Readers, is there any question that big shoulders ruled in the early Nineteen-Forties? It wasn't just a Joan Crawford thing, but she was definitely ahead of the trend. Apparently her shoulders were already so broad that MGM costume designer Adrian decided he would exaggerate them further rather than try to disguise them. After wire hangers, aren't big shoulders what Joan is best remembered for?
|"Now where did I put that cabbage...?"|
The broad WWII-era shoulder might also have symbolized women's filling traditionally male roles in society, while so many men were at war. They were also a handy place to temporarily rest a teacup, powder compact, or telephone book.
My 1944 Butterick coat has plenty of room for big shoulder pads and I went for broke, adding two large pads in each shoulder. As you can see from the envelope art, the line of shoulder is essentially at a right angle to the head.
I'd used shoulder pads before, of course, but strictly human size.
My Daytona Trim pads were triple-layer molded batting, so each shoulder has six layers, which I then covered with muslin to keep them secure. They're like big ravioli, though they're wider on the shoulder end.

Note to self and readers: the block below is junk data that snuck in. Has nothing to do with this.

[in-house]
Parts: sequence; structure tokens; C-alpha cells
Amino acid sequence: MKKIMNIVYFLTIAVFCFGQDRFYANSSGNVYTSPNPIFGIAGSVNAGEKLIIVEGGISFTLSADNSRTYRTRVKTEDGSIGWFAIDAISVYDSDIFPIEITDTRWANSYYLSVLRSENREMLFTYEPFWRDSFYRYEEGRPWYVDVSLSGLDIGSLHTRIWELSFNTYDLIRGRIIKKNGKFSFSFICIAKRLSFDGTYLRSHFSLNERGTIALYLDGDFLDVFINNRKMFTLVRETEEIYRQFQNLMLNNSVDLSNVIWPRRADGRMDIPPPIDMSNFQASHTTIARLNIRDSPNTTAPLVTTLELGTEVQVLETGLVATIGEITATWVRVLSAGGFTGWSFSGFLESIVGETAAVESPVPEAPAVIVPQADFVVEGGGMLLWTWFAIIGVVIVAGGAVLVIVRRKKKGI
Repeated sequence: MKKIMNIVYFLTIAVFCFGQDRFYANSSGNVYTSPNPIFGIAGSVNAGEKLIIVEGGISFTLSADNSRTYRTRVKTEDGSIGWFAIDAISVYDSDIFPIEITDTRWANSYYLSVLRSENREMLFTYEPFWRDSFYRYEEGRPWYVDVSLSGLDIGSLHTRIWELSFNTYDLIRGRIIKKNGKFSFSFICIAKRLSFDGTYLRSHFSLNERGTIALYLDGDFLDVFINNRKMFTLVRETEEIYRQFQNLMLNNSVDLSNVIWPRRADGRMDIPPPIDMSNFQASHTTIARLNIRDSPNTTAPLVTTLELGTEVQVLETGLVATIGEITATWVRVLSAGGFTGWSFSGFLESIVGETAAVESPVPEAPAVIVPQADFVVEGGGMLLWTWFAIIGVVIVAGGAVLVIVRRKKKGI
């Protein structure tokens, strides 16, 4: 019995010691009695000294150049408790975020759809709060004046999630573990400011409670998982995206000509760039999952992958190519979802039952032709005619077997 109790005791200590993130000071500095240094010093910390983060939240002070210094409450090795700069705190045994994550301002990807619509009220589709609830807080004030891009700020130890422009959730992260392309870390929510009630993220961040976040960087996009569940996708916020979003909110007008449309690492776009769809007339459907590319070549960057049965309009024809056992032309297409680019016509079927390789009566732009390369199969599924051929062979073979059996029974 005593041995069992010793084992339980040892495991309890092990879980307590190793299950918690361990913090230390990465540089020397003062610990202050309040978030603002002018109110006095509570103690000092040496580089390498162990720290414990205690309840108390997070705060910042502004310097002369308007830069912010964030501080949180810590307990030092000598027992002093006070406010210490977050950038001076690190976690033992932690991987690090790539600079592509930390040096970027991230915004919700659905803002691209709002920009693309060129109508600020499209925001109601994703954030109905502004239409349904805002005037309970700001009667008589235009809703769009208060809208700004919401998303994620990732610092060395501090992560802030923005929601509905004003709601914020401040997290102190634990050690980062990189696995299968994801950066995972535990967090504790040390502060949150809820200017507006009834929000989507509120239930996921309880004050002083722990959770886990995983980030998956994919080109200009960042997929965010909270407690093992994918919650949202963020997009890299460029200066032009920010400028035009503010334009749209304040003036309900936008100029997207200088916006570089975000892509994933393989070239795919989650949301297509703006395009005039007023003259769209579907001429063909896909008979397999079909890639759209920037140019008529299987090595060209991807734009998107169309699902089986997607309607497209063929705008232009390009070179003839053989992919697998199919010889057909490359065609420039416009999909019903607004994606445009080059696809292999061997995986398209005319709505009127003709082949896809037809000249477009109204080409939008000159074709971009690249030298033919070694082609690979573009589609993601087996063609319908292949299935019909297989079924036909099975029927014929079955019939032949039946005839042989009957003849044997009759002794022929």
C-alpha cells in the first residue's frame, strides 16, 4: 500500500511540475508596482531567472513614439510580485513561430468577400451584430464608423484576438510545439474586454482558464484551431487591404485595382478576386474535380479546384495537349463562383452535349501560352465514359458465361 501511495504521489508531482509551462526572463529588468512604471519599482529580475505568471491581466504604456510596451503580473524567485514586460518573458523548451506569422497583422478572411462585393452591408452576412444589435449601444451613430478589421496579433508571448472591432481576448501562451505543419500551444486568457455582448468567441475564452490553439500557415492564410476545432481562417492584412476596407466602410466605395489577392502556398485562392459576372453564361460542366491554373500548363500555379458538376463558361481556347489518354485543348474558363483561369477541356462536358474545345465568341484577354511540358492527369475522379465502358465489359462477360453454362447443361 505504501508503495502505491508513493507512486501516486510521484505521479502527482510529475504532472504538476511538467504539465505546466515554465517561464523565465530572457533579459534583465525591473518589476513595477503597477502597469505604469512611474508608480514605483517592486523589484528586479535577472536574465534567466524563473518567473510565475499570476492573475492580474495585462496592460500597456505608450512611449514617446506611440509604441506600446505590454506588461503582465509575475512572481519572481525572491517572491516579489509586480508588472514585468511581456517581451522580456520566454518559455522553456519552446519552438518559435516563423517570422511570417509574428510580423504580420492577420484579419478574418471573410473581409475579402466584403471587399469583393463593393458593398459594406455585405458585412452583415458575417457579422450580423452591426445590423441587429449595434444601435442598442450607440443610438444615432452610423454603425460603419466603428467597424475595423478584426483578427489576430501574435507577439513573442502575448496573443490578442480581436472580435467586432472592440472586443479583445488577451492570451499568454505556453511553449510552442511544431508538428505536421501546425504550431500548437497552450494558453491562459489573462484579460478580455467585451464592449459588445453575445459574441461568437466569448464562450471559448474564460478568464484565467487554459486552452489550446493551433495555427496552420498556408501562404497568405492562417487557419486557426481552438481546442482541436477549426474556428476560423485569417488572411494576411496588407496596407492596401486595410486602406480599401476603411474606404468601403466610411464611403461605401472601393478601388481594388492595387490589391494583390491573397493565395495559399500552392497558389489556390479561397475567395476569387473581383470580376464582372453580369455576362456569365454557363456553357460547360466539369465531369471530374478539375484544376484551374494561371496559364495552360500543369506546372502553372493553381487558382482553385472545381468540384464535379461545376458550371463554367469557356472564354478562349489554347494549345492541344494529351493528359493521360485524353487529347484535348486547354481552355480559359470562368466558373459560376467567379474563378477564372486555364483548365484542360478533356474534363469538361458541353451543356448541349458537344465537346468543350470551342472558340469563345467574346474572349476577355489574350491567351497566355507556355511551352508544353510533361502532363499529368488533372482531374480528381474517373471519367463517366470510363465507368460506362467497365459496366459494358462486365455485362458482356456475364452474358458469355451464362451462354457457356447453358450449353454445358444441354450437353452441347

I stitched them into the shoulder along the armscye, and tacked them in place near the neck. Voila!
These are statement shoulders, and I think the statement is Get out of this house before I kill you, Veda! (Anybody know what I'm talking about?)
Anyway, snood or no snood, blonde or brunette, these shoulders are here to stay. You'll have to wrestle me to the ground to take them away from me.
I also made my lining. I still have to hem the bottom and tack it to those side vents.
In closing, friends, do you generally insert shoulder pads in your clothes?
Do you go for big, bigger, or Joan Crawford-with-a-gun size? They do give one a sense of confidence, and I suspect they make your ankles look thinner too.
Have a great day, everybody, and safe holiday travels!